To your question about the target customer for 3D printed automobiles, I believe this product would be demanded by any consumer that is cost conscious if AM producers are able to scale appropriately. Further, cars produced using AM would save at multiple points in the supply chain. By reducing the middlemen between OEM’s and dealers, VW could offer a standard model to a large geographical area by systematically placing these machines in high density areas.
The question you pose about our emotional attachment to cars that are produced by hand is very interesting. Cars and the physical goods that exist below the hood have for a long time been something tied to emotion, even youthful romance (think Grease Lightning!). A lot of people still enjoy assembling and disassembling automobiles. It is not simply a pastime, it is a source of pride, that somehow, someway we developed this incredible steel ‘box’ originally with our bare hands. Thinking about a single machine popping out cars as a popcorn machine pops kernels is disconcerting.
Crowd sourcing content has quickly emerged as one of today’s hot button issues, and I think your questions hit the nail on the head.
In response to you question — “As Buzzfeed strives to become a more dependable news source, how can it further leverage the open innovation tactics that havemade it one of the most popular websites among young adults?” — I see one solution as tiering content based on the type of contributor. Buzzfeed could go about doing this by using a system like Instagram does where it gives users a check next to their name if they are a verified user, a user that in this case has a track record of producing value-add content that falls within the limits of the company’s broad boundaries. Although you risk alienating some of the platform’s early adopters, some sort of system that gives the best users credibility would be a step towards prioritizing strong content and implicitly fighting content that is factually incorrect.
Your questions are spot on! Machine learning and transparency around this new technology are certainly both front of mind for DHL and other logistics companies. Regarding machine learning, an opportunity that stands out to me is DHL’s role in just-in-time-distribution. Could DHL, through machine learning and other artificial intelligence, possibly be the just-in-time-shipping coordinator? All data points to a global supply chain that must adapt to demand for increased customization in physical products. As such, without restructuring the current system, increased variability surely risks toppling the entire network. If DHL were to figure out how to offer just-in-time-distribution for high demand products, reducing the negative side effects of order variability and customization (bull whip effect), this could turn out to be their next major business.
You pose a very poignant question that more smart people need to debate. I believe the tension between data and relationships is something that transcends any one business, something that is truly permeating throughout our society. This tension is something I think about a lot, something that is certainly front of mind as I progress through my job search.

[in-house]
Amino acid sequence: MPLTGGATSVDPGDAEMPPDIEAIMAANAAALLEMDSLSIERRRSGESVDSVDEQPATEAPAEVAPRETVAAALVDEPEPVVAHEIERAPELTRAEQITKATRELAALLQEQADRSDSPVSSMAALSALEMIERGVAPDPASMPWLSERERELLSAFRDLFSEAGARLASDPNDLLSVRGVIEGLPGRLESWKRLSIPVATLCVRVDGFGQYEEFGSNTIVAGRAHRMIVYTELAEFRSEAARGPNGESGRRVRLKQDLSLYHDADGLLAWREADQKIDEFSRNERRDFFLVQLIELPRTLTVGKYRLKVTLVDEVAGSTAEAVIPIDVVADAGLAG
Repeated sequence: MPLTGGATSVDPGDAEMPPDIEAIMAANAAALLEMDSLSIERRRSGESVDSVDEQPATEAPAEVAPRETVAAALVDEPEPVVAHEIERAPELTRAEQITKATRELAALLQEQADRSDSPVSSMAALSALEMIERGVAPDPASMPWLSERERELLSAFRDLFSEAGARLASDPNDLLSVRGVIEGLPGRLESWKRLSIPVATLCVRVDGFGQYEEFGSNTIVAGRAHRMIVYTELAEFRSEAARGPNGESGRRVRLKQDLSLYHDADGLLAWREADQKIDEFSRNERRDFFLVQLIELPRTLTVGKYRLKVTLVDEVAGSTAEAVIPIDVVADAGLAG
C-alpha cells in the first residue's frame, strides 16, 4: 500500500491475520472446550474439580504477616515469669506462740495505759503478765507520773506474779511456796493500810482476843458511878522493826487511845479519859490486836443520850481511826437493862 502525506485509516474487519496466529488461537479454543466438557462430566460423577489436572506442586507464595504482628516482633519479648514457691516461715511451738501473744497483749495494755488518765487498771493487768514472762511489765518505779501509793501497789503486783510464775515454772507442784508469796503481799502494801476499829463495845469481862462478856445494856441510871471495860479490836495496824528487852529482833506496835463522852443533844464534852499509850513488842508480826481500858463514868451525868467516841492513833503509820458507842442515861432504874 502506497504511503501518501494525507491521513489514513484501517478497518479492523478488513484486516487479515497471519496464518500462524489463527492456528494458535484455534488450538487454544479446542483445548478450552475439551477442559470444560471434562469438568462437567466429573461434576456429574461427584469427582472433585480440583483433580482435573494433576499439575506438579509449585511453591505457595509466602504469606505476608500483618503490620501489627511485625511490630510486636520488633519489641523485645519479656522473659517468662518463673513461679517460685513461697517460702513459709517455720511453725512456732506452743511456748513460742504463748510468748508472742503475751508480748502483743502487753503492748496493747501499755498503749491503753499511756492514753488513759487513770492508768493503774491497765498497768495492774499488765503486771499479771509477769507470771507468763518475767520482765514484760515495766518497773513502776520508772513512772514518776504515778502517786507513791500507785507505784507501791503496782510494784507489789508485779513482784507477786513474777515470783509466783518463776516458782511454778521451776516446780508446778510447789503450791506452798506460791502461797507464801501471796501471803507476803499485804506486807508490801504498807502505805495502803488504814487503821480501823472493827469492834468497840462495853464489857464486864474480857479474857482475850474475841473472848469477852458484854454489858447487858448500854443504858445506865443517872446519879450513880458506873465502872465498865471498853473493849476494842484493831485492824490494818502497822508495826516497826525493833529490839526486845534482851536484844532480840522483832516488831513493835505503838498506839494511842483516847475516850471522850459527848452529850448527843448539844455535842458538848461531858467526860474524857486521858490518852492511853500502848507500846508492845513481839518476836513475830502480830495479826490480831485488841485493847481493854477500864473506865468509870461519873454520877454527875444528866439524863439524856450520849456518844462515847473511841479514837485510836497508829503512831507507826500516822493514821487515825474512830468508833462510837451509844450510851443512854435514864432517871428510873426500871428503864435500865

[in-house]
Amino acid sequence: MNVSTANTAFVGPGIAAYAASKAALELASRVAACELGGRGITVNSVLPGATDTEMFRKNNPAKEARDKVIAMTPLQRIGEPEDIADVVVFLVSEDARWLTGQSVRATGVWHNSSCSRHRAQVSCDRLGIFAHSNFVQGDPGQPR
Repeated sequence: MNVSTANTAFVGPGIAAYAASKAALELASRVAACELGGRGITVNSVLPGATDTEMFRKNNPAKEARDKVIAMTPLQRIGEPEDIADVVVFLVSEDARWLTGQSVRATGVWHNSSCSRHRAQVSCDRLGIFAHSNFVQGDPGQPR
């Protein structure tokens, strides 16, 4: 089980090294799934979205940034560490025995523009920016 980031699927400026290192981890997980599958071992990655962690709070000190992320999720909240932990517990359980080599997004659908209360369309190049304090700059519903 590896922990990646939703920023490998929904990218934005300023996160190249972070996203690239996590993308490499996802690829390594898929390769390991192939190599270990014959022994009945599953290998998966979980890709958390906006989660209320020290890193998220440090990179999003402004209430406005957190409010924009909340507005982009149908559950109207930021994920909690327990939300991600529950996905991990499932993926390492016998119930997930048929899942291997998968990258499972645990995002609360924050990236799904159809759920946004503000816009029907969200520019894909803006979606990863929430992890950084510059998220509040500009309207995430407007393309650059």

To answer your question explicitly, I believe reserving certain white space for your creative visionaries is beyond essential for the livelihood of Netflix and the media industry. Consumer preferences change, and the relationship between consumers demanding content vs consumer responding to content is still not entirely clear. I believe that the greatest films, shows, and other entertainment manifest in formats and plots that are truly different. I do not see data behind these examples. I agree that data can play a role in producing content that is good enough to generate financial returns, but in a world where data is informing all content, the only way to truly differentiate may be to rely on good old creative minds.
Your question regarding Nike being able to scale to sufficiently meet customer demand is fascinating to me for two reasons.
First, most industry experts still believe that additive manufacturing’s sweet spot is producing a small number of highly complex products more cost effectively than the traditional manufacturer. As such, I question whether the investment community will stand behind companies trying to develop technology that prints already low cost items, especially as AM as an industry continues to gain steam and more VC money pours into ‘critical service parts’. On this, I am more pessimistic. I do not believe Nike will be able to properly scale to supplant traditional manufacturing for their lower cost items.
I do see an opportunity for Nike to use 3D printing to solve supply chain problems, however. In a world where UPS, Amazon, and other logistics players are using 3D printers as an alternative for traditional distribution in more remote parts of the country / world, I see Nike being able to sell their IP to these companies to operate, while they earn their usual margin.
Well done! This is a really unique peek inside a public entity that a lot of us know intimately as consumers, but know very little about as managers.
With regards to whether open innovation has a place in the organization moving forward, my first recommendation would be to clearly define parameters (financial constraints, scope of solution, deadlines) in order to receive more actionable ideas. If the MBTA is able to implement this, I do believe there is a role for open innovation in the organization in the future in solving a specific type of problem. I do not see open innovation as the best solution for larger, more systematic issues the organization is facing. I do, however, see open innovation as a means to outsourcing creative solutions for smaller, targeted, yet costly problems (late night bus volume).